U.S. economy booms at a 3.3% pace in the fourth quarter

The U.S. economy expanded at a robust 3.1% pace from a year ago and closed the year with a booming 3.3% rate of expansion on the quarter, according to Commerce Department data released Thursday.

The strong gains were driven by household consumption, gross private investment and government spending aimed at boosting infrastructure and supply chain resilience.

The core personal consumption expenditures inflation metric on a quarter-over-quarter basis eased to 2%.

But perhaps more important, the core personal consumption expenditures inflation metric on a quarter-over-quarter basis eased to 2%, which is in line with the Federal Reserve’s long-run inflation target.

While we anticipate a cooling in overall growth this year near the long-term trend of 1.8%, early signs point toward a soft landing of the economy and further disinflation that will allow the Federal Reserve to relax its restrictive policy rate by midyear. Such an easing should create the conditions for a sustained expansion over the next few years.


Our preferred alternative metrics all reflected enduring strength in the economy: Real final sales increased by 3.2%, gross domestic purchases rose by 2.8%, final sales to domestic purchasers were up by 2.7% and final sales to domestic private purchasers increased by 2.6%.

In our estimation, the U.S. economy is on a strong footing and the underlying rate of growth excluding inventory accumulation and trade is growing by just under 3%, which is well above the 1.8% long-run trend. We are quite comfortable with our first-quarter growth forecast of 2.2%.

Policy implications

The easing of the PCE inflation metric is aligned with other data in the economy that captures the broad disinflation coursing through the economy.

This data, along with the three-month and six-month annualized pace of inflation that will be published Friday inside the personal income and spending report, will add pressure on the Federal Reserve to further clarify the balance of risks to the economic outlook and lay the groundwork for rate cuts by midyear. We think such risks are no longer tilted toward a a higher policy rate but are seen in both directions.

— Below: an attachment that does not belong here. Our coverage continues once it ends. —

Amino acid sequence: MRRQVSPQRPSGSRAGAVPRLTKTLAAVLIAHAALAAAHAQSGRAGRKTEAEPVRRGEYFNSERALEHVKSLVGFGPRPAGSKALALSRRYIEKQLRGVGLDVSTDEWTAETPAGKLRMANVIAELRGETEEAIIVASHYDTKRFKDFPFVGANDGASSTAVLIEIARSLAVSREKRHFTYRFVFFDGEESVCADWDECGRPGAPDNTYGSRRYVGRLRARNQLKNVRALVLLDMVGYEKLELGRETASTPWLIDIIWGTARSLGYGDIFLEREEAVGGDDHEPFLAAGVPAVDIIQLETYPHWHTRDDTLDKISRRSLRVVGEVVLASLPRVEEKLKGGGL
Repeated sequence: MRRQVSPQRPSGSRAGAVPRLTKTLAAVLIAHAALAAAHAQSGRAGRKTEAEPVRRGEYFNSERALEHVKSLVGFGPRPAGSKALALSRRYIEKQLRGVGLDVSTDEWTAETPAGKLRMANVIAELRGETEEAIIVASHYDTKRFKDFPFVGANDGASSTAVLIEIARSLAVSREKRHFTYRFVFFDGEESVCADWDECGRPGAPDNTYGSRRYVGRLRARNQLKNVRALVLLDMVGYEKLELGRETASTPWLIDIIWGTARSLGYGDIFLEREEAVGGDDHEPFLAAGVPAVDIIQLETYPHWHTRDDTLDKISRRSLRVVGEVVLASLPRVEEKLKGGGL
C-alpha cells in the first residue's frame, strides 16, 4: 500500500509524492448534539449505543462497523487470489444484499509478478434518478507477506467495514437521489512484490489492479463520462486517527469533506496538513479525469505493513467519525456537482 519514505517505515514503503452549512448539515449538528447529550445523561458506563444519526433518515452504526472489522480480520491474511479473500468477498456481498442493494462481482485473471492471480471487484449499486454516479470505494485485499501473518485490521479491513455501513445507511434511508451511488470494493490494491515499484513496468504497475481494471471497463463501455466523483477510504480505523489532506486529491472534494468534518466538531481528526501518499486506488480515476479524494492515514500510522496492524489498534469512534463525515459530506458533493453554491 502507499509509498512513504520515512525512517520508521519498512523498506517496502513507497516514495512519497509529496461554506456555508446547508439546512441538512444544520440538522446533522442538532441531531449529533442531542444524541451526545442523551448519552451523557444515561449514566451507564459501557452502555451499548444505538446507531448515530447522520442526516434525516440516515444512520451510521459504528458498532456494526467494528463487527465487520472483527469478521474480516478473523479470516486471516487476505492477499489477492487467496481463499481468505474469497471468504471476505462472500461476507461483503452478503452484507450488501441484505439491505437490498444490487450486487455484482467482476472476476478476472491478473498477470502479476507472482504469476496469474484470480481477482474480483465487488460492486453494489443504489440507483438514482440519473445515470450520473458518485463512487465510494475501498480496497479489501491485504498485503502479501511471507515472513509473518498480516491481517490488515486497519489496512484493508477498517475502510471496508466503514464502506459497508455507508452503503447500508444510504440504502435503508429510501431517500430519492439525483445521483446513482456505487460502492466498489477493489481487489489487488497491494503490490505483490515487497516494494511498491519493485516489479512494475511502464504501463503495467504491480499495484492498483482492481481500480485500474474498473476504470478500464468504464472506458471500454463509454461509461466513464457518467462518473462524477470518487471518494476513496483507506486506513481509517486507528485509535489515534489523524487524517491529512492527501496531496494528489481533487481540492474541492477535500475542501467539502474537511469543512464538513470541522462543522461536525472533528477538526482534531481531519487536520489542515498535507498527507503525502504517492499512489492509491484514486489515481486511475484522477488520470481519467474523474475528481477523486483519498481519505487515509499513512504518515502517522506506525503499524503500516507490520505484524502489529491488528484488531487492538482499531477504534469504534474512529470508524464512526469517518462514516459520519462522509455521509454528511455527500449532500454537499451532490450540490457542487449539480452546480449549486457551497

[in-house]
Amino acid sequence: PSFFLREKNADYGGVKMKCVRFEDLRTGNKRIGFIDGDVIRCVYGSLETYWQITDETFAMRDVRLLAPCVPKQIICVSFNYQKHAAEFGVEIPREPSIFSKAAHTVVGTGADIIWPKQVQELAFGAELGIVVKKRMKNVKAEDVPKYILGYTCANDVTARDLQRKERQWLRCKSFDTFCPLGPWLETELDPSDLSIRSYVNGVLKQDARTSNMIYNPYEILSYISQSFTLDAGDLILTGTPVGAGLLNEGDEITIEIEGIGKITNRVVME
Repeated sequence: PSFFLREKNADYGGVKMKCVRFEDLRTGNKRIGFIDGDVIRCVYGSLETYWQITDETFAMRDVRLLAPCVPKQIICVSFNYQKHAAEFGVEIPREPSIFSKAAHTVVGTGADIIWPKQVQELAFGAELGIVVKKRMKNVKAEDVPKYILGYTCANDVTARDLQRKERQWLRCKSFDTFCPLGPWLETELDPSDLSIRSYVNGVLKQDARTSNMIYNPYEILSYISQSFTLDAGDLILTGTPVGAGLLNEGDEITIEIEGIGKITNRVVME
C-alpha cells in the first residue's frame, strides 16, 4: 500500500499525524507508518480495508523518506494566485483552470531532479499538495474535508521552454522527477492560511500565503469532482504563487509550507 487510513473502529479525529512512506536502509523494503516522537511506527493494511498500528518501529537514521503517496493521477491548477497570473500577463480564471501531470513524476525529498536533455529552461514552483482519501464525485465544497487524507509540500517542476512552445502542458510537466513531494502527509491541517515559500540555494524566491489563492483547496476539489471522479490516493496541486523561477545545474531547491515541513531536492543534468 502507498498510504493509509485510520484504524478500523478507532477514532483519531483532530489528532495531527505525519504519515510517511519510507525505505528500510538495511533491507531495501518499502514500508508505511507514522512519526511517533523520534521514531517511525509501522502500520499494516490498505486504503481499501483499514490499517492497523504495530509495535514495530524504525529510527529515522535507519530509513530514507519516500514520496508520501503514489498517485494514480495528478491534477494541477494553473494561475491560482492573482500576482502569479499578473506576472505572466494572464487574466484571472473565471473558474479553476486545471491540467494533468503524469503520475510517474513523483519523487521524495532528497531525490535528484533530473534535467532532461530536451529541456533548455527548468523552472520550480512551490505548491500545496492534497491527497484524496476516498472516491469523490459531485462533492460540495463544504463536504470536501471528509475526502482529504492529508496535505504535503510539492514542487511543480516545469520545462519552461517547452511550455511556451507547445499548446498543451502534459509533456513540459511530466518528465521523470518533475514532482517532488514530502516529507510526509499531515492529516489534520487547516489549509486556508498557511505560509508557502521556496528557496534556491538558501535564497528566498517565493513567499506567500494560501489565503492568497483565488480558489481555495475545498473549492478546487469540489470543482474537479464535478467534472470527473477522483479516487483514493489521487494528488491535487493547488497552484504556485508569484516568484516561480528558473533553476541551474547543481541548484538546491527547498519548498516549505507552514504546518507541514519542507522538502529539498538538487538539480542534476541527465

Price changes

We are comfortable with our forecast of a June rate cut and four 25 basis-point rate reductions for the year. Should the long-awaited rolling over of shelter and rents—which we can observe in real-time data—show up in the Consumer Price Index, we would not be surprised if the Fed moves to cut rates in May.

At this time, all things being equal, we do not see a rate cut taking place in March.

The composition of growth includes a number of factors:

  • Infrastructure outlays: The strong expansion in outlays on structures is linked to the policy tailwind from infrastructure spending and the construction of manufacturing facilities.
  • Government spending: These outlays are financing the increase in productivity-enhancing equipment that is boosting supply chain resilience.
  • Consumer spending: The tight labor market and rising real incomes are helping to fuel the continuing economic expansion.

The data

Outlays on goods increased by 3.8%, spending on durables rose by 4.6%, non-durables were up by 3.4% and services rose by 2.4%. All of those categories underscored the 2.8% advance in personal consumption.

Gross private investment advanced by 2.1% with fixed business investment increasing by 1.7%. Outlays on structures—those new manufacturing centers—increased by a robust 3.2%, while spending on equipment jumped by 1% and intellectual property, which fuels productivity, rose by 2.1%. Spending on residential investment increased by 1.1%.

Contributions to GDP

Exports advanced by 6.3% and imports by 1.9%. Government consumption increased by 3.3% with a 2.5% increase in federal spending, a 3.7% rise in state and local outlays, a 0.9% advance in national defense spending and a 4.6% increase in non-defense spending.

Inventories advanced by $82.7 billion, which added 0.7% to gross domestic product.

The takeaway

The U.S. economy last year expanded by a robust, above-trend pace of 3.1% and a fourth quarter pace on a seasonally adjusted rate of 3.3% of which 1.91% was driven by a resilient consumer.

One of our economic themes from last year was resilience not recession. This strength will spill over into this year and at this time we estimate that there is a 15% probability of a recession over the next 12 months.

The current expansion will endure as policymakers and investors prepare for rate cuts by the Federal Reserve that should start no later than midyear.

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This article was written by Joseph Brusuelas and originally appeared on 2024-01-25.
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